I’ve never been given to public or private displays of insane jealousy. I’ve always been more the type to observe silently and simmer on the inside. “Don’t Mess with My Man” (to quote the title of the No. 8 hit from 2002 by Nivea and Brian and Brandon Casey from Jagged Edge)? I’d so never go there.
Well, except for that one time. It was years ago in New York City, early one Saturday morning when I was at the after-hours East Village club Save the Robots with my then-boyfriend. There was another guy getting way too cozy with him, so when training my death glare in his direction didn’t work, I plopped into the small space between them and literally shoved the other guy aside. Off the couch he went!
“That’s my boyfriend, by the way.” I was hoping he wouldn’t retaliate with physical force.
“Don’t worry, I’m straight.”
“Then act like it!”
I felt like the catty heroine of a daytime serial, ready to brawl. How could I let myself go like that? Thankfully, my boyfriend seemed completely oblivious both to the other guy’s flirtation and to my reaction to it. If only I’d thought to myself, What would Stevie Nicks do? Years earlier, I’d read an interview with Nicks in which she said that she would never fight over a guy. If it turned out that one of her girlfriends wanted her man, she’d say, “Then take him. He’s yours.”
In her eyes, no guy was worth the hassle, and no friendship deserved to be busted up over a man. I still appreciate her attitude, though I’m glad it doesn’t always triumph in music. Jealousy has long been a hallmark of great country, pop and R&B, and as lyrical material for songs, it’s most potent when it’s played out by singers in groups of two or more.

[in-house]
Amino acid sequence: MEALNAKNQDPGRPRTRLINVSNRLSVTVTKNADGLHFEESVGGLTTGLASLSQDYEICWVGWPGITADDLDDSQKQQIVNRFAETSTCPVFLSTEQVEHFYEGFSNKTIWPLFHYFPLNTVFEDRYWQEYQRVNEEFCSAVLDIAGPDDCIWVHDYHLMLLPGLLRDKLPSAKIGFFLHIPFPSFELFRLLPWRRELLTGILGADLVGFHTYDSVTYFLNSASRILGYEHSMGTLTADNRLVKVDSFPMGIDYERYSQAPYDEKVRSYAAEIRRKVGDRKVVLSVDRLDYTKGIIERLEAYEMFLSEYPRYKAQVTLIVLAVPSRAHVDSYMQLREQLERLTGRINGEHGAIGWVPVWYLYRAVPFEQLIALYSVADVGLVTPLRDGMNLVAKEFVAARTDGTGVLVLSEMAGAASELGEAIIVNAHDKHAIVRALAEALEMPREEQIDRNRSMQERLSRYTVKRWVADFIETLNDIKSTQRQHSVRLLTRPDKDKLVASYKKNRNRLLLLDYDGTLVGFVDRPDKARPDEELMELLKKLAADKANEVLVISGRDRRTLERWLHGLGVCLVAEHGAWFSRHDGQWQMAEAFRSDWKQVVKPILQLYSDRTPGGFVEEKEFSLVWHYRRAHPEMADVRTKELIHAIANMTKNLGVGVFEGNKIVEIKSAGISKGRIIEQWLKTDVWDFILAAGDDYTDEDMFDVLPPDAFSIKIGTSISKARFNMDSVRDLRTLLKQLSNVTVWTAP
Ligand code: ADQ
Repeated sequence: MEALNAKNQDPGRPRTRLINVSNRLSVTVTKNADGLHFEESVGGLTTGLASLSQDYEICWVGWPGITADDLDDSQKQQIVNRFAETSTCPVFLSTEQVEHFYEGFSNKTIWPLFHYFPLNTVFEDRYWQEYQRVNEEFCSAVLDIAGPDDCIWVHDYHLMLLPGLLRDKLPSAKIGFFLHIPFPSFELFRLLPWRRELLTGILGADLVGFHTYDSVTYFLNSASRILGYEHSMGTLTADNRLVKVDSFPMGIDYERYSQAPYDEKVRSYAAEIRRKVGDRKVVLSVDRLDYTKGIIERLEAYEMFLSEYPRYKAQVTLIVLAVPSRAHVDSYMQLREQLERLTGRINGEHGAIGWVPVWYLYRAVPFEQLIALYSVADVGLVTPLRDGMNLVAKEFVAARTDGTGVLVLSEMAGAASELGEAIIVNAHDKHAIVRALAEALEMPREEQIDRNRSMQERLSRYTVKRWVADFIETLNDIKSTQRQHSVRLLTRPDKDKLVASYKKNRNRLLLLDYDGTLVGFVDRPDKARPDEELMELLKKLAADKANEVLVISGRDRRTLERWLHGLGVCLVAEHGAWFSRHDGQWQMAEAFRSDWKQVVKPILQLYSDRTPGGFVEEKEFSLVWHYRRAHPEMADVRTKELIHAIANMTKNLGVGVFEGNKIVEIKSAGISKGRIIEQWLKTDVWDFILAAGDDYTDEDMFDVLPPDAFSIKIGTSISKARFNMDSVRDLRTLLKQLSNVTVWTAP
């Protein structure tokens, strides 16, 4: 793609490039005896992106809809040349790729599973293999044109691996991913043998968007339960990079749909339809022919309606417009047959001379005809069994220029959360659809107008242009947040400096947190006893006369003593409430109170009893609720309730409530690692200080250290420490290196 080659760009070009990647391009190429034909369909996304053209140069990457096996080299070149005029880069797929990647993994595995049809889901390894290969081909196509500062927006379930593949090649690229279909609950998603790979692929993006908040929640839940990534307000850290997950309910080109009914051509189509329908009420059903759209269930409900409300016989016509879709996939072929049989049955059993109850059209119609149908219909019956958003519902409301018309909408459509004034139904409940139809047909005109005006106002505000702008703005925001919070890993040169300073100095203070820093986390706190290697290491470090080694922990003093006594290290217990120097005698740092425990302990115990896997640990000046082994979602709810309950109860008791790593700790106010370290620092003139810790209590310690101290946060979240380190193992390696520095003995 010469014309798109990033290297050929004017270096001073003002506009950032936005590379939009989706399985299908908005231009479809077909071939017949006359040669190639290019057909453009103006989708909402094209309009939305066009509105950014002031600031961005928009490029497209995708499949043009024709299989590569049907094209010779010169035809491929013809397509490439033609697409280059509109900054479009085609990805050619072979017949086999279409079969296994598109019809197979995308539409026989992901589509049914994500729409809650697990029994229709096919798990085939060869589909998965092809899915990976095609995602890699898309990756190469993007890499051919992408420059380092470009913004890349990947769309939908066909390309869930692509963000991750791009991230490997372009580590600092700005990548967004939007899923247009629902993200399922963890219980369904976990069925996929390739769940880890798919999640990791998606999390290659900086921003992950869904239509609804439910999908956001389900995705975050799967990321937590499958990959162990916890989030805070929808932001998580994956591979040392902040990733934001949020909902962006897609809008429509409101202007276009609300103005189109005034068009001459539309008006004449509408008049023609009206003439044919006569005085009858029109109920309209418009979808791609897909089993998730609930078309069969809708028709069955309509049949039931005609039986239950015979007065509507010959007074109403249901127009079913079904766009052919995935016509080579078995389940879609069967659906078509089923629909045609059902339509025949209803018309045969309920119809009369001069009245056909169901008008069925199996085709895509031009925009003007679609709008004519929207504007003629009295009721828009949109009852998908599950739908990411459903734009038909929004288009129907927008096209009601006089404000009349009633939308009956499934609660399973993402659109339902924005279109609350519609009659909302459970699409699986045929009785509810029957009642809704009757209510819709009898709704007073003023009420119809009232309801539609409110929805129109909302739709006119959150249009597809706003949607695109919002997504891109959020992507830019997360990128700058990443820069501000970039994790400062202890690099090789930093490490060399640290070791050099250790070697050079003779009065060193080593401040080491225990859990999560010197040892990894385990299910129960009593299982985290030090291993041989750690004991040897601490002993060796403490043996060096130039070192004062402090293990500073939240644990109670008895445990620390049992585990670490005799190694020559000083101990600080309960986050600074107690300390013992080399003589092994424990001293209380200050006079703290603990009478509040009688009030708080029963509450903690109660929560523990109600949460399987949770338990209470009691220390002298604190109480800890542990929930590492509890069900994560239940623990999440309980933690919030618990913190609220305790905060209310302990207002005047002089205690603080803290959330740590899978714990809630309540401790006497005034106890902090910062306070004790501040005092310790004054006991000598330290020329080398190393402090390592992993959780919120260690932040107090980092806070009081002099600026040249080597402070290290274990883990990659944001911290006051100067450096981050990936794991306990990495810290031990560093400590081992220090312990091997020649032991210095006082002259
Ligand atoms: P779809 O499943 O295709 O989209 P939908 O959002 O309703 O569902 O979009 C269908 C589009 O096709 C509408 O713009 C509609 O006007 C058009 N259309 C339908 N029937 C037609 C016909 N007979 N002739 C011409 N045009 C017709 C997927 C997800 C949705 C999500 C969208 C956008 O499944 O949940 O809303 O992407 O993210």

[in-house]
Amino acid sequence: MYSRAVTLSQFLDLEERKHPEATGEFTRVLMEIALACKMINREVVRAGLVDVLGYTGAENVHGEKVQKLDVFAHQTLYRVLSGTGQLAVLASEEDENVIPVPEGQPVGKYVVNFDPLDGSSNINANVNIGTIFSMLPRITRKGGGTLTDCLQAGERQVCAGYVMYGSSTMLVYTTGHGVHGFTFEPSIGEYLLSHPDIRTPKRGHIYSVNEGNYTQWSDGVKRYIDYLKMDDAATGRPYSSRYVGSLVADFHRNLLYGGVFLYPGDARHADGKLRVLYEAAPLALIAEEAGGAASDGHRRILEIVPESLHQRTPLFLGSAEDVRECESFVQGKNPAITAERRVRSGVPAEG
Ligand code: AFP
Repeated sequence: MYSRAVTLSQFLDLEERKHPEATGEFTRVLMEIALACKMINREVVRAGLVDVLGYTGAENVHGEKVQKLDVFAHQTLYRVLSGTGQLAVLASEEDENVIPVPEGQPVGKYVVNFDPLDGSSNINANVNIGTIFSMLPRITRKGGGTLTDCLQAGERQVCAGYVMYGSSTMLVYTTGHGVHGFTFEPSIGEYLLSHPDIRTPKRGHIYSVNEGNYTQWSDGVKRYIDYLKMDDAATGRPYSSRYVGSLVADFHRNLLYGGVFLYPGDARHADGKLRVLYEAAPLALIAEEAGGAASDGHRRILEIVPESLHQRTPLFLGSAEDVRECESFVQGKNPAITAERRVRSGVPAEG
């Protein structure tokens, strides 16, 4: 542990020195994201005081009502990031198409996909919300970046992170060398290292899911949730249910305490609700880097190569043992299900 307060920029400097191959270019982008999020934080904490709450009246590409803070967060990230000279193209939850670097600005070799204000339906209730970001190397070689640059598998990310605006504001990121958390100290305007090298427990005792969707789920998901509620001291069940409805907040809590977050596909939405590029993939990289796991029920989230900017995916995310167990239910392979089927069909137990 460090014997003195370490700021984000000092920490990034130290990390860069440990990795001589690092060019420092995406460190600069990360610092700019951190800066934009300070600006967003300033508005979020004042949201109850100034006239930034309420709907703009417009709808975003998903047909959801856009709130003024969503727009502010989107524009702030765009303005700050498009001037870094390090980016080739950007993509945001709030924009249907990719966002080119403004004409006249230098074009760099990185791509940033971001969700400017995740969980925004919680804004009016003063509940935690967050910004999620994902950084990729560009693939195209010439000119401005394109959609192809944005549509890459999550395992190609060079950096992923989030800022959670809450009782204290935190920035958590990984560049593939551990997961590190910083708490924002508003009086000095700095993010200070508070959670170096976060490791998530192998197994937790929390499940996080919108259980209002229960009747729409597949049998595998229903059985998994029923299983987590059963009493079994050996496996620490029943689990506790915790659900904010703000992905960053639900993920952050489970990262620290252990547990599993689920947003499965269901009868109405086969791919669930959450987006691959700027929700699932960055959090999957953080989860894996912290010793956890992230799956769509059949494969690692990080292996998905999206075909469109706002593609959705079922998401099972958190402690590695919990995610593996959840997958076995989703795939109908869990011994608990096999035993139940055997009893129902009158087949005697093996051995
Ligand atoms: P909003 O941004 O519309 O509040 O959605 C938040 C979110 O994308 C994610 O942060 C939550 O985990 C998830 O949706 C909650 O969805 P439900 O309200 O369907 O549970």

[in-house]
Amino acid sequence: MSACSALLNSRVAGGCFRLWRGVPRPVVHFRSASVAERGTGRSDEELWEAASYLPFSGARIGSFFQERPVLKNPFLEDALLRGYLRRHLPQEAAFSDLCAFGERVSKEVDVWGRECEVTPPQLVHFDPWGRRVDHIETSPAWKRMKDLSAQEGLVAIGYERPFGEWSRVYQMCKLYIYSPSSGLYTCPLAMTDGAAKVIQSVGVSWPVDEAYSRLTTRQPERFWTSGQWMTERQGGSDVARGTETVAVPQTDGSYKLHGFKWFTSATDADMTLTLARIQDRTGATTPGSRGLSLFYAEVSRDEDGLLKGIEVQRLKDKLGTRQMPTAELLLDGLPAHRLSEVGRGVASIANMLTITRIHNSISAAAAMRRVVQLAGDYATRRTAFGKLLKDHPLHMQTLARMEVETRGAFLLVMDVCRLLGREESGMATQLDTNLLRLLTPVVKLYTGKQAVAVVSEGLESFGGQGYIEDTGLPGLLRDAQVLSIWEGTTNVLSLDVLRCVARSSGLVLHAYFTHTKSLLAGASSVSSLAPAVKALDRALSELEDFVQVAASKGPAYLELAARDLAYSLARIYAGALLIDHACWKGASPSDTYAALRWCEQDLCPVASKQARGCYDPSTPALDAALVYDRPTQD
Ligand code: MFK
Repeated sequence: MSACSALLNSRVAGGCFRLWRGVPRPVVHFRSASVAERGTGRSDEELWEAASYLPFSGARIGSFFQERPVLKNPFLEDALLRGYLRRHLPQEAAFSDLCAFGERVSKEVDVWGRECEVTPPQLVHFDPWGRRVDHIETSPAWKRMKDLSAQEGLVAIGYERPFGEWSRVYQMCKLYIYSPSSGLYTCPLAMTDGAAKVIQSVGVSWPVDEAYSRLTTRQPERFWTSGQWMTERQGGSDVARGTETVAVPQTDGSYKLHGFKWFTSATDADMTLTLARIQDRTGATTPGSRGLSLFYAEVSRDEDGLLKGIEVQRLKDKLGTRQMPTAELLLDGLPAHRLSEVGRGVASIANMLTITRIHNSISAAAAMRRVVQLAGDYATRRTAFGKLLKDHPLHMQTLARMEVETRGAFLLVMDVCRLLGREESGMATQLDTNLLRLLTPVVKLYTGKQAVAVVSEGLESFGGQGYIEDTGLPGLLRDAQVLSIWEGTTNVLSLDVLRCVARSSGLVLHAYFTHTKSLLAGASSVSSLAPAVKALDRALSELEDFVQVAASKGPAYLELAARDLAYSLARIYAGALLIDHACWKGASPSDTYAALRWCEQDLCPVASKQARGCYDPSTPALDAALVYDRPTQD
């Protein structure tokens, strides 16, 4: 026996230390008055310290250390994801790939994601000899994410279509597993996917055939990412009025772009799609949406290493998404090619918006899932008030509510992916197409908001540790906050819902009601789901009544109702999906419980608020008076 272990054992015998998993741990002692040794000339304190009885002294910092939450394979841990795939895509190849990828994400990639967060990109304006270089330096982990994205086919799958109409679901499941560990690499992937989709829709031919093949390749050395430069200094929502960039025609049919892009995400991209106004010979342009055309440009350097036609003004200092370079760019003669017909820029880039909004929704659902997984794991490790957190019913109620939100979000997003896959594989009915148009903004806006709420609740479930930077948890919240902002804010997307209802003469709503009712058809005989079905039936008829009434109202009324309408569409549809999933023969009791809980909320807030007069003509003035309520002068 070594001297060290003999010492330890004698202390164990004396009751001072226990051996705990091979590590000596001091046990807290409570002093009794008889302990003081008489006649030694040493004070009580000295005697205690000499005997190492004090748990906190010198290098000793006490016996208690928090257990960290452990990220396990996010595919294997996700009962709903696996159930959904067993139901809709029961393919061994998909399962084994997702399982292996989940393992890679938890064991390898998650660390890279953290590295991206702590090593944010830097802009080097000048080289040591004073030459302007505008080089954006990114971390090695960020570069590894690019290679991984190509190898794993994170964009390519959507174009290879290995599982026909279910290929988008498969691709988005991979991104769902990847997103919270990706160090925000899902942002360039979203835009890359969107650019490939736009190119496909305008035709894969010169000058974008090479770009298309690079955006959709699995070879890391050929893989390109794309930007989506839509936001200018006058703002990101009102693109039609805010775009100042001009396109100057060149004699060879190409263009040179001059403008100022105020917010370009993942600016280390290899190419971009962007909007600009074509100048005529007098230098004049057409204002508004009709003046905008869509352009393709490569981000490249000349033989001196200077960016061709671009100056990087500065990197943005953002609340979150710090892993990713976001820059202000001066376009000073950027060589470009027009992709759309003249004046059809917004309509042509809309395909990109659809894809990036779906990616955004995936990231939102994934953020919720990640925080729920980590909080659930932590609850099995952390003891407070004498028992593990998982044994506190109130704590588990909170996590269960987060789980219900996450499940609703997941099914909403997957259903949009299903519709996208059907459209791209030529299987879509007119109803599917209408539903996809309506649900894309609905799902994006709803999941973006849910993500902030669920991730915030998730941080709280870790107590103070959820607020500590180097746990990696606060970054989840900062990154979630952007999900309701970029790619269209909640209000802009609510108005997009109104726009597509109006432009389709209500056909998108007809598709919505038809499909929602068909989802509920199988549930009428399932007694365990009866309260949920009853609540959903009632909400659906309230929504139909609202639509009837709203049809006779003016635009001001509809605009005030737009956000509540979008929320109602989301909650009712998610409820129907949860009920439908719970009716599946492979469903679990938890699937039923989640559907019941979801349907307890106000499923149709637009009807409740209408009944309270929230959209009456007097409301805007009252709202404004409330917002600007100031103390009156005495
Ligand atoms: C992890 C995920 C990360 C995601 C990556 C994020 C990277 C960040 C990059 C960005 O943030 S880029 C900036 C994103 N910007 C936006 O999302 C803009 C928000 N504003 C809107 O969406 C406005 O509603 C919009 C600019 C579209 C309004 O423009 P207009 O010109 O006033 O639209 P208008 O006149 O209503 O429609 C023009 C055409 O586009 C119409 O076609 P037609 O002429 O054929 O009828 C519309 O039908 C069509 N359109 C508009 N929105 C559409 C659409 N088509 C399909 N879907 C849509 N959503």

I certainly wasn’t expecting Glee to go there in the episode (from February 7) that aired last night in Australia in which Santana (Naya Rivera) and Sam (Chord Overstreet) were fighting for the affection of Brittany (Heather Morris). But rather than trading slaps/punches as two dueling divas/hunks on daytime TV might have done — Sam insisted that he would never hit a girl anyway — they stated their cases through song, namely a cover of “Make No Mistake, He’s Mine” a Kim Carnes composition that appeared as a duet with Barbra Streisand on Streisand’s 1984 album Emotion. In a neat gender twist, three years later, it was remade by Kenny Rogers and Ronnie Milsap, retitled “Make No Mistake, She’s Mine,” and promptly sent to No. 1 on the country singles chart.
I haven’t watched Glee regularly in some time, so I can’t comment on the show’s recent music choices, but I was impressed that instead of going for the obvious — say, Paul McCartney and Michael Jackson’s “The Girl Is Mine” — they dug deeper and found a little-known song that was never a pop hit. (The Streisand/Carnes version peaked at No. 51 in 1985.) Rivera and Overstreet’s rendition was good enough to get me interested in the Santana/Sam/Britanny love triangle and keep me tuned in for the rest of the episode. (Please don’t tell me how the story ends, to quote another No. 1 country hit by Milsap.) My only gripe is that Overstreet should have sung his part in a lower more masculine register to underscore the girl vs. boy for a girl twist, but that’s a minor complaint.
In showcasing a forgotten song that deserved to so much more love than it got in its time, Glee created a true win-win-win-win-win situation — for the song, for the show, for the characters, for the actors, and most of all, for love triangles. May they be the shape of more great things to come — in music and on TV, if not in real life.
“Make No Mistake, He’s Mine” Barbra Streisand and Kim Carnes
“Make No Mistake, She’s Mine” Kenny Rogers and Ronnie Milsap
“What About Me?” Kenny Rogers, Kim Carnes and James Ingram
“Same Script, Different Cast” Whitney Houston and Deborah Cox
“The Boy Is Mine” Brandy and Monica
“Does He Love You?” Reba McEntire and Linda Davis
“The Girl Is Mine” Michael Jackson and Paul McCartney
“Jealous Again” The Black Crowes